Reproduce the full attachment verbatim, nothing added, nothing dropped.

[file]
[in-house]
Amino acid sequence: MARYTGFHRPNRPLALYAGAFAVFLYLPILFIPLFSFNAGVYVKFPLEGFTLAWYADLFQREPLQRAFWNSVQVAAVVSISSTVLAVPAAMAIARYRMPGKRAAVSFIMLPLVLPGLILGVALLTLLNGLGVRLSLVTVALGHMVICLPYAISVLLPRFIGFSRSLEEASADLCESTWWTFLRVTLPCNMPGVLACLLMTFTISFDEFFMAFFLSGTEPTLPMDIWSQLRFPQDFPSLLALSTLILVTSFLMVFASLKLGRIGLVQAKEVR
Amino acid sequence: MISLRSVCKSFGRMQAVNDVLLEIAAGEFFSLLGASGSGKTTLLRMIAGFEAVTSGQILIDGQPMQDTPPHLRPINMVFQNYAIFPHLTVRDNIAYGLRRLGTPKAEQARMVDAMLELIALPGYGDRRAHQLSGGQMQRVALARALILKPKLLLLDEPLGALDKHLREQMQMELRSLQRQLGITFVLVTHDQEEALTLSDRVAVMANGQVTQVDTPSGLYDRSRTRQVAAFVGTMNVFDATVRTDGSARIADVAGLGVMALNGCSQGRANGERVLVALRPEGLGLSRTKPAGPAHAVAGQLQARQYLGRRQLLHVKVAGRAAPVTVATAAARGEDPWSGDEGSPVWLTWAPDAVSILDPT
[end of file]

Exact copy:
[in-house]
Amino acid sequence: MARYTGFHRPNRPLALYAGAFAVFLYLPILFIPLFSFNAGVYVKFPLEGFTLAWYADLFQREPLQRAFWNSVQVAAVVSISSTVLAVPAAMAIARYRMPGKRAAVSFIMLPLVLPGLILGVALLTLLNGLGVRLSLVTVALGHMVICLPYAISVLLPRFIGFSRSLEEASADLCESTWWTFLRVTLPCNMPGVLACLLMTFTISFDEFFMAFFLSGTEPTLPMDIWSQLRFPQDFPSLLALSTLILVTSFLMVFASLKLGRIGLVQAKEVR
Amino acid sequence: MISLRSVCKSFGRMQAVNDVLLEIAAGEFFSLLGASGSGKTTLLRMIAGFEAVTSGQILIDGQPMQDTPPHLRPINMVFQNYAIFPHLTVRDNIAYGLRRLGTPKAEQARMVDAMLELIALPGYGDRRAHQLSGGQMQRVALARALILKPKLLLLDEPLGALDKHLREQMQMELRSLQRQLGITFVLVTHDQEEALTLSDRVAVMANGQVTQVDTPSGLYDRSRTRQVAAFVGTMNVFDATVRTDGSARIADVAGLGVMALNGCSQGRANGERVLVALRPEGLGLSRTKPAGPAHAVAGQLQARQYLGRRQLLHVKVAGRAAPVTVATAAARGEDPWSGDEGSPVWLTWAPDAVSILDPT